Ditch the PowerPoint. Inspiration for conveying insights

As an insights professional, it can be an uphill battle to engage senior stakeholders in the findings of research. Time-poor, juggling dozens of other projects – they simply don’t have the bandwidth to take on another 100 slide PowerPoint report.

Our industry has always striven to innovate the way we conduct research. So why haven’t we changed the way we deliver it to our stakeholders? It’s time for us to be brave, ditch the PowerPoint report and find new ways of engaging the stakeholders that really matter.

But how do you achieve this? To give you some inspiration, here are a few techniques we’ve been using lately to cut through the noise and make insights really land:

Prototyping: bringing a concept to life

We’ve found prototyping to be invaluable in ideation or concept development work when you need to bring an idea to life quickly and efficiently for stakeholders.

When we partnered with a leading media brand to help them develop a new range of digital services, we built working prototypes of the strongest concepts. With the help of these prototypes, our client could bring the new concepts to life for the board, helping to secure buy in for the next phase of development.

Apps: research in the palm of your hand

From news to emails, we now expect to be able to access content at any time, from any place.

We believe that engaging in insight and innovation projects should be no different. So, we’ve developed an app which provides stakeholders with key insights, delivered straight to their phones.

We’ve found this concept to be really popular particularly amongst insight managers whose stakeholders are time-poor, senior executives as it provides a way for them to engage in a way that fits with their busy lifestyles.

Life in 360: immersing stakeholders in a consumer’s world

Our third technique harnesses one of the latest tech trends, virtual reality, to immerse stakeholders in a consumer’s world.

How does it work? Stakeholders don VR headsets to see consumers in their own environments, hear their stories and explore their worlds.

So what is it about this technique that makes it so effective? As Georgina Harvey, Research Manager at Channel 4, puts it: “Decidedly’s use of VR allows us to immerse ourselves in [a consumer’s] personal space. It enables us to gain a perspective previously reserved only for the primary researcher, rather than the end user.”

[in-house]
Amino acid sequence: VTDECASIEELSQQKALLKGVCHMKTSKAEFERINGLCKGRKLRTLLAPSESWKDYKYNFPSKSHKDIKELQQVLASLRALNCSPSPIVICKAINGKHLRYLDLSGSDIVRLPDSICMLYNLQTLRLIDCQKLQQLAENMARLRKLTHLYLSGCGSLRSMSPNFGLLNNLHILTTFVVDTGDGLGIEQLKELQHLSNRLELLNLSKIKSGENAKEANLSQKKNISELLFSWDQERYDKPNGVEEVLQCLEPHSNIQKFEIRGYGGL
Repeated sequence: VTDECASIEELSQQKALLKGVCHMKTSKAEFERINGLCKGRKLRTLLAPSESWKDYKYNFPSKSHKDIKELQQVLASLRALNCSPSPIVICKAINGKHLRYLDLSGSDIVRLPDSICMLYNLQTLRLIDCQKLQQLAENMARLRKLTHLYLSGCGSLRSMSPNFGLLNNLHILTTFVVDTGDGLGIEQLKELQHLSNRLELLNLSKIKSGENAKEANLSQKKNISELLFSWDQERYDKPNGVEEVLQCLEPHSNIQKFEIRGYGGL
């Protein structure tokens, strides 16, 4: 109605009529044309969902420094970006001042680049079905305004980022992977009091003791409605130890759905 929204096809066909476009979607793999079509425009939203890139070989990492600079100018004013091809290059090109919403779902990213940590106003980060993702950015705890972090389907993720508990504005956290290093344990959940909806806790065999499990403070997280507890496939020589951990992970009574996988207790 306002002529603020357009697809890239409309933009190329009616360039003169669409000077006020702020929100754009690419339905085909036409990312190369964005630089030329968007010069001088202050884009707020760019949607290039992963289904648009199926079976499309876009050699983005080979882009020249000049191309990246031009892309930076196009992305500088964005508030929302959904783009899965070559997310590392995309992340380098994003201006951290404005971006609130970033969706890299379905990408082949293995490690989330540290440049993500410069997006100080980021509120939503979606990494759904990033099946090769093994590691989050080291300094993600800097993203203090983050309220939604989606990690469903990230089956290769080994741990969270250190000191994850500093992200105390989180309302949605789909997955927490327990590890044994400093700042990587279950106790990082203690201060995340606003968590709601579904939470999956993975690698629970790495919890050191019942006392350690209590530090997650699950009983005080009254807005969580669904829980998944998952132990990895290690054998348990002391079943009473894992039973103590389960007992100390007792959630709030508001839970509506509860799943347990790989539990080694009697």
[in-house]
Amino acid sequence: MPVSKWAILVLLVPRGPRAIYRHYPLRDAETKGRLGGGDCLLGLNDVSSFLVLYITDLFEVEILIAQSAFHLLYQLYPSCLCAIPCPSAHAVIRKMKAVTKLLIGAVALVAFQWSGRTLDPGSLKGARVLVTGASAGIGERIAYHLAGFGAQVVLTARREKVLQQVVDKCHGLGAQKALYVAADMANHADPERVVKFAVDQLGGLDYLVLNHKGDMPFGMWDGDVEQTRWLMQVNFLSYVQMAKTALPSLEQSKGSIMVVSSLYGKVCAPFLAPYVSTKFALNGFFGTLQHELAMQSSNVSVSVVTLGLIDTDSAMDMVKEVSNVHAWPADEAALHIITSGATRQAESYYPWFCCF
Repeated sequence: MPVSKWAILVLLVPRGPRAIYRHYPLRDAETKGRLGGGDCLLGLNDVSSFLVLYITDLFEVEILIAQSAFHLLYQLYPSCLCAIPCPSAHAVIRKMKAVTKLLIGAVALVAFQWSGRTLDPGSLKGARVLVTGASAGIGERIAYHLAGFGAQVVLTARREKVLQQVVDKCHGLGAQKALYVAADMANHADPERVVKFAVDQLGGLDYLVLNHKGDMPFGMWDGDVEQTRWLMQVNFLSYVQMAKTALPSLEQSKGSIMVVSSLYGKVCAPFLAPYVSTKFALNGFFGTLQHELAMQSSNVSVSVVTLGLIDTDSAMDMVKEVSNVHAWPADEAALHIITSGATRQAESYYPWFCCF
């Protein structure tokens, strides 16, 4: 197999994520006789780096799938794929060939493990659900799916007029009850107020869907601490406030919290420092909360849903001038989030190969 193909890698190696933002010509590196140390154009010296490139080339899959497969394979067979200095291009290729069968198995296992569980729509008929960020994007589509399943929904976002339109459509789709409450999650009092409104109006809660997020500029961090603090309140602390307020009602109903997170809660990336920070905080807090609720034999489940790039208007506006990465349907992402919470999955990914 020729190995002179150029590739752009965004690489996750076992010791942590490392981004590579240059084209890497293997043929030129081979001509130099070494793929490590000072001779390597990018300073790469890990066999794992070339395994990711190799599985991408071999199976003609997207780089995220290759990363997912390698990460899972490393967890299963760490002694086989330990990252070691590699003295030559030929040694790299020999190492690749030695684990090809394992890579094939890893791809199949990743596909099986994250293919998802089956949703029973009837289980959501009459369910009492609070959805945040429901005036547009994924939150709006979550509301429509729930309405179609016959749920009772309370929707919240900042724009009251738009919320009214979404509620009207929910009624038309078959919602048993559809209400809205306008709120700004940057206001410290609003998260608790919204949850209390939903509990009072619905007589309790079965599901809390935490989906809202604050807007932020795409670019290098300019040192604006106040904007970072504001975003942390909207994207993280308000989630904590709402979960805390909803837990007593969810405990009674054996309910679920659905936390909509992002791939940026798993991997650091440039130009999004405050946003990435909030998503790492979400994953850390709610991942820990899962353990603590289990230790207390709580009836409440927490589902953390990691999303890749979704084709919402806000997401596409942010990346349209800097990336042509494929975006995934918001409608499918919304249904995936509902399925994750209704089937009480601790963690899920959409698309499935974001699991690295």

Microsites: live updates during fieldwork

How do you maintain stakeholders’ interest during lengthy periods of fieldwork? When a leading fashion retailer asked us to carry out a segmentation of their customer base, we delivered live updates via a dedicated microsite.

With 70 interviews across the US and UK (and a quantitative survey to boot), keeping stakeholders engaged was key. So, we shared emerging findings as well as real-life stories, photos and videos from the interviews on the site during fieldwork.

We found that stakeholders really enjoyed this process of ongoing discovery, bringing the research and the brand’s customers to life.

Inspiring better decisions

Good strategy stems from making decisions that are inspired by consumer insight. And for this to happen, research findings need to take stakeholders on a journey, embed key stories, and help them understand and act on salient points. We believe this can be best achieved by scrapping the PowerPoint report and looking to more engaging ways of delivery.

If you’d like to know more about how we can help you deliver insight with impact, please get in touch.